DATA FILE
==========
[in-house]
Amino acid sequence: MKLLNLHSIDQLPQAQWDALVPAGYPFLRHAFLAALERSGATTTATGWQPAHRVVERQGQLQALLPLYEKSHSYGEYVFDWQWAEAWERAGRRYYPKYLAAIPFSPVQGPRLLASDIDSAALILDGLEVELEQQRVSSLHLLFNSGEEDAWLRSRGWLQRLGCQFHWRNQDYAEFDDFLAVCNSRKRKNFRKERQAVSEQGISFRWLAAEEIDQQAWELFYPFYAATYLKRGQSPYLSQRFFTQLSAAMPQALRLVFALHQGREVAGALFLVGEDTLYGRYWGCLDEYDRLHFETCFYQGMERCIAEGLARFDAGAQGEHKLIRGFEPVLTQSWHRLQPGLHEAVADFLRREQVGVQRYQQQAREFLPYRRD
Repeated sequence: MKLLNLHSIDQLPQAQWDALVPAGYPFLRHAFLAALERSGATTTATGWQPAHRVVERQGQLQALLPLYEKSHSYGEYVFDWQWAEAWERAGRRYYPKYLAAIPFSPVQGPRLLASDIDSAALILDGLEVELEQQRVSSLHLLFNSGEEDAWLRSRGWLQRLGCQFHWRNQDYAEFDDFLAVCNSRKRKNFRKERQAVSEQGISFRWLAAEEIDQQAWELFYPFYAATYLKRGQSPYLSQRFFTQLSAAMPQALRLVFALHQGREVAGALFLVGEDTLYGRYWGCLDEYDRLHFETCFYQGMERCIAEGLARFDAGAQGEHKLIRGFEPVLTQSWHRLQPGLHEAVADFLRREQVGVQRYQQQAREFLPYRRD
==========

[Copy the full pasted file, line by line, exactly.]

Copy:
[in-house]
Amino acid sequence: MKLLNLHSIDQLPQAQWDALVPAGYPFLRHAFLAALERSGATTTATGWQPAHRVVERQGQLQALLPLYEKSHSYGEYVFDWQWAEAWERAGRRYYPKYLAAIPFSPVQGPRLLASDIDSAALILDGLEVELEQQRVSSLHLLFNSGEEDAWLRSRGWLQRLGCQFHWRNQDYAEFDDFLAVCNSRKRKNFRKERQAVSEQGISFRWLAAEEIDQQAWELFYPFYAATYLKRGQSPYLSQRFFTQLSAAMPQALRLVFALHQGREVAGALFLVGEDTLYGRYWGCLDEYDRLHFETCFYQGMERCIAEGLARFDAGAQGEHKLIRGFEPVLTQSWHRLQPGLHEAVADFLRREQVGVQRYQQQAREFLPYRRD
Repeated sequence: MKLLNLHSIDQLPQAQWDALVPAGYPFLRHAFLAALERSGATTTATGWQPAHRVVERQGQLQALLPLYEKSHSYGEYVFDWQWAEAWERAGRRYYPKYLAAIPFSPVQGPRLLASDIDSAALILDGLEVELEQQRVSSLHLLFNSGEEDAWLRSRGWLQRLGCQFHWRNQDYAEFDDFLAVCNSRKRKNFRKERQAVSEQGISFRWLAAEEIDQQAWELFYPFYAATYLKRGQSPYLSQRFFTQLSAAMPQALRLVFALHQGREVAGALFLVGEDTLYGRYWGCLDEYDRLHFETCFYQGMERCIAEGLARFDAGAQGEHKLIRGFEPVLTQSWHRLQPGLHEAVADFLRREQVGVQRYQQQAREFLPYRRD